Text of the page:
Star Tracks: Monday, May 16, 2016 42 years, 2,191 covers and 55,436 stories from PEOPLE magazine's history for you to enjoy
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- Read the Cover Story: George Turns 3: The Preschool Prince!
- WATCH: Stephen Colbert Isn't Legally Allowed to Broadcast from the DNC ... but 'Stephen Colbert' Is – Find Out Why
- A Mother's Tears: Families From Orlando, Sandy Hook and Charleston Mass Shootings Plead at DNC for Stricter Gun Laws
- Bindi Irwin Praises Ariel Winter's Body Confidence for Encouraging Young Girls to 'Love Who They Are'
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If You Met Her at the Mall, You Would Never Guess That She Was the First Lady, Which Is Why So Many Americans Are Glad She Is
The Silver Fox was reared in the kind of high WASP style that Bronx-born Ralph Lauren has made his nouveau niche. Daughter of the publisher of McCall's and a housewife, she developed in affluent New York suburbia the admirable qualities of fortitude, forbearance, self-deprecating humor and engaging, never gushing, maternal warmth.
The Barbara Bush style is not just white gloves for the inauguration, not just royal "Barbara Blue" (now dubbed one of the hot hues for the '90s), not just the triple strand of fake pearls that has proved so popular that Kenneth Jay Lane has begun designing them for pooches. It's all that and less. Barbara's way of conveying conviviality while neither prying nor pressing unsought intimacies strikes the right balance after a decade of heedless excess. The woman respects privacy—another tenet of WASP style.
She is, in short, not out to impress anyone. The family home in Kennebunkport is kid-proof—equipped with comfortable, dog-frequented furniture, the residue of 28 moves in 45 years of marriage. There, Barbara, 64, wears T's and sweats mailed in by admirers, and the annual Fourth of July bash has always included townspeople and staff.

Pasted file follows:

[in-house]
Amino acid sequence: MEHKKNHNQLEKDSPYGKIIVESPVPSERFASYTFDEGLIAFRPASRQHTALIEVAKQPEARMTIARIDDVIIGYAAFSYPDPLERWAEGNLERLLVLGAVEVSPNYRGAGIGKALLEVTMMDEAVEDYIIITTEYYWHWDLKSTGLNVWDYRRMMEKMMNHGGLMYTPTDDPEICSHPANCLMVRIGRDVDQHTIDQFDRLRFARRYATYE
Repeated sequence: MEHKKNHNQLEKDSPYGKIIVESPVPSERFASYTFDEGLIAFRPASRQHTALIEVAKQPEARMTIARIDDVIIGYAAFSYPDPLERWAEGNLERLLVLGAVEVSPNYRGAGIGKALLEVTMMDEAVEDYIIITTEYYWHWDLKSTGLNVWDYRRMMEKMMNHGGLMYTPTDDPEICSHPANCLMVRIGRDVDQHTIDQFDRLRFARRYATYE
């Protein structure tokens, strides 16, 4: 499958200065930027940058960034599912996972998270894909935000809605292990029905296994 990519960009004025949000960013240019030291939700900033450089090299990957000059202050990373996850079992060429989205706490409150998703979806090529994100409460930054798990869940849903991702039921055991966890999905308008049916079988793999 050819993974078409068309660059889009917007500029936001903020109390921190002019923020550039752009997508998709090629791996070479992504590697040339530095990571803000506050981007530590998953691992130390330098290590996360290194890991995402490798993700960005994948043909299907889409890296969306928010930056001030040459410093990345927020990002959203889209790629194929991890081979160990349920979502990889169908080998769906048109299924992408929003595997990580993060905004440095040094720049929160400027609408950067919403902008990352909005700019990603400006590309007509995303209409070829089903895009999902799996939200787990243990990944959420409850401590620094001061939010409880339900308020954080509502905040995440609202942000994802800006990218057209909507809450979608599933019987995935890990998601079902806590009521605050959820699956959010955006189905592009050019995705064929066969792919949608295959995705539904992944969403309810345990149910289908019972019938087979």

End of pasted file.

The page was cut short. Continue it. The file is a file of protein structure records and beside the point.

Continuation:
What Barbara has done is make gracious-ness stylish again. Her secret is that it's no act. She really seems to enjoy scrawling the generous personal notes that fly from her desk and keeping up the 60 family scrap-books as well as the intimate network of girlfriends from stages past. And she really seemed embarrassed when she remarked at an inaugural luncheon, "Please notice the hairdo, the makeup, the designer clothes. You may never see them again."
That promise proved impossible to keep—there's no time for shopping at Talbot's now. But with it, millions of women breathed a collective sigh of relief. As designer Arnold Scaasi puts it, "Having Barbara as First Lady means that women who weren't buying a new dress because they were a little overweight are buying new dresses now. It means you don't have to try to look like your daughter anymore."
A more relaxed style is prevailing at the White House too. Barbara brought along the needlepoint rug that took her eight years to finish. The Lincoln guest room is occupied almost nightly by kith or kin, and George is forever bringing official visitors home from the office for "burgers and bloodies." Nancy Reagan's former beauty salon is now a puppy-whelping room and scrapbook store-house; her private gym has become a guest room for visiting grandchildren. "Mrs. Reagan was a perfectionist," Barbara says, "and I'm not." That's perfect all by itself.
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